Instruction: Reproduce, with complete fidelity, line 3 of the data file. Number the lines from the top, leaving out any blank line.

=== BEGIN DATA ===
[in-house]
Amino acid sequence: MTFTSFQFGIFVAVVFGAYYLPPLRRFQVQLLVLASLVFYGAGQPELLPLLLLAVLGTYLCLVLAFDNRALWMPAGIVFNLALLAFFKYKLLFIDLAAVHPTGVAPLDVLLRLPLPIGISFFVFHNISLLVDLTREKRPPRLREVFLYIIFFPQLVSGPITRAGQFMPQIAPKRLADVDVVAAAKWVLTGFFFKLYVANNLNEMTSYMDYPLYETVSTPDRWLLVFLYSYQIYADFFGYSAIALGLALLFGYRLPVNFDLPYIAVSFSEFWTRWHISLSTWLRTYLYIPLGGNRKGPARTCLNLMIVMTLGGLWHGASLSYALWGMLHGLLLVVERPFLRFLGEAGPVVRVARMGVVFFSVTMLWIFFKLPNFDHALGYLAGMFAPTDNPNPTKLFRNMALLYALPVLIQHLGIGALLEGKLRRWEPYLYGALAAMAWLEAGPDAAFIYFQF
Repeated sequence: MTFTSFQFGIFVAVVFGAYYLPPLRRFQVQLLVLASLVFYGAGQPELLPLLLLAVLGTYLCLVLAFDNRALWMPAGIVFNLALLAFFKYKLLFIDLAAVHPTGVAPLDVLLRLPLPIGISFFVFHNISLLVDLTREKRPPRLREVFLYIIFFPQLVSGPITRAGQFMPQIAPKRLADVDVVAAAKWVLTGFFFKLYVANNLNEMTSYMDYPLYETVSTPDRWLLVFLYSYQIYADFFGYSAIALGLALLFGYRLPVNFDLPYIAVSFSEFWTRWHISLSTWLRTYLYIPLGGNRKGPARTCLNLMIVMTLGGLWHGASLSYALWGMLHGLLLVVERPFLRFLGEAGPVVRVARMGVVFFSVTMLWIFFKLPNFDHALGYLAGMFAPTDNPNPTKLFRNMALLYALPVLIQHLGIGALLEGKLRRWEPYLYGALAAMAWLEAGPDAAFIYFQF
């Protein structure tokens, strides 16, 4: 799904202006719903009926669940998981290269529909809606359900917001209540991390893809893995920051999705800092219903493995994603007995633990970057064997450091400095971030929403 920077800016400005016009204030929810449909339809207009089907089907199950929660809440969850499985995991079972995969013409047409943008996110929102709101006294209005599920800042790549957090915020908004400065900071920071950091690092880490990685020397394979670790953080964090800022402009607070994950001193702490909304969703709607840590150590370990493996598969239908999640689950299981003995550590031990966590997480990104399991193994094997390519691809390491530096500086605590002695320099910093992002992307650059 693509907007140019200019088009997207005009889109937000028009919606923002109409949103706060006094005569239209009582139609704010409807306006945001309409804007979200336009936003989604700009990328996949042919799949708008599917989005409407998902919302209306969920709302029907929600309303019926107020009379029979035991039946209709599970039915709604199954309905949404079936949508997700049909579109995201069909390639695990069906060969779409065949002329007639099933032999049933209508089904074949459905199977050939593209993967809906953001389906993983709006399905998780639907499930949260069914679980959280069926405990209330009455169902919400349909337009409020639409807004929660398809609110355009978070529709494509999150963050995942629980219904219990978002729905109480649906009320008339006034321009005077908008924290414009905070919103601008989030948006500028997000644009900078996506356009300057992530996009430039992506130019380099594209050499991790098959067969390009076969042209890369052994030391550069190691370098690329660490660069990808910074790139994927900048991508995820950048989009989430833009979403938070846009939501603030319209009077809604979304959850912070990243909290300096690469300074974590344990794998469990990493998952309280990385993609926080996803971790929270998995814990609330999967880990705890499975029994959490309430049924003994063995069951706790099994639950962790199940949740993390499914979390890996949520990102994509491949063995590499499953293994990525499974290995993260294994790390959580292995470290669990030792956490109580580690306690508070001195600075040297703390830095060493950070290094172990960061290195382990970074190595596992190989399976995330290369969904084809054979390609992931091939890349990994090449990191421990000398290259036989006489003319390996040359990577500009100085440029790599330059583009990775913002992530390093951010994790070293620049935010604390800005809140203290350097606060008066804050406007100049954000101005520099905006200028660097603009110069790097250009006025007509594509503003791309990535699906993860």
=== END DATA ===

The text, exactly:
Repeated sequence: MTFTSFQFGIFVAVVFGAYYLPPLRRFQVQLLVLASLVFYGAGQPELLPLLLLAVLGTYLCLVLAFDNRALWMPAGIVFNLALLAFFKYKLLFIDLAAVHPTGVAPLDVLLRLPLPIGISFFVFHNISLLVDLTREKRPPRLREVFLYIIFFPQLVSGPITRAGQFMPQIAPKRLADVDVVAAAKWVLTGFFFKLYVANNLNEMTSYMDYPLYETVSTPDRWLLVFLYSYQIYADFFGYSAIALGLALLFGYRLPVNFDLPYIAVSFSEFWTRWHISLSTWLRTYLYIPLGGNRKGPARTCLNLMIVMTLGGLWHGASLSYALWGMLHGLLLVVERPFLRFLGEAGPVVRVARMGVVFFSVTMLWIFFKLPNFDHALGYLAGMFAPTDNPNPTKLFRNMALLYALPVLIQHLGIGALLEGKLRRWEPYLYGALAAMAWLEAGPDAAFIYFQF